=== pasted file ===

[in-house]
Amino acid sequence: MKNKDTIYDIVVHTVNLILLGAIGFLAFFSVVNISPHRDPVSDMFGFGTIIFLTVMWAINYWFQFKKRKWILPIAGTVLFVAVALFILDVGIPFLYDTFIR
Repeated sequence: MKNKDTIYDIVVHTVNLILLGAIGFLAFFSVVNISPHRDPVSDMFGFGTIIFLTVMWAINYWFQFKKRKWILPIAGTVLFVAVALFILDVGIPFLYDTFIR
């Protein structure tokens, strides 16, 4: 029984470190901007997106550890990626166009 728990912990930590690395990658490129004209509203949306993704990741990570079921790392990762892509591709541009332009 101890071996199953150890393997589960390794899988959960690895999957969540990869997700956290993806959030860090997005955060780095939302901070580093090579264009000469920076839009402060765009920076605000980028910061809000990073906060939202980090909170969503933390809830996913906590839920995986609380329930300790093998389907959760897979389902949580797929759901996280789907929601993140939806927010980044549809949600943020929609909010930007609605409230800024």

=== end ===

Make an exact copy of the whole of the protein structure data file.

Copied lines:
[in-house]
Amino acid sequence: MKNKDTIYDIVVHTVNLILLGAIGFLAFFSVVNISPHRDPVSDMFGFGTIIFLTVMWAINYWFQFKKRKWILPIAGTVLFVAVALFILDVGIPFLYDTFIR
Repeated sequence: MKNKDTIYDIVVHTVNLILLGAIGFLAFFSVVNISPHRDPVSDMFGFGTIIFLTVMWAINYWFQFKKRKWILPIAGTVLFVAVALFILDVGIPFLYDTFIR
């Protein structure tokens, strides 16, 4: 029984470190901007997106550890990626166009 728990912990930590690395990658490129004209509203949306993704990741990570079921790392990762892509591709541009332009 101890071996199953150890393997589960390794899988959960690895999957969540990869997700956290993806959030860090997005955060780095939302901070580093090579264009000469920076839009402060765009920076605000980028910061809000990073906060939202980090909170969503933390809830996913906590839920995986609380329930300790093998389907959760897979389902949580797929759901996280789907929601993140939806927010980044549809949600943020929609909010930007609605409230800024």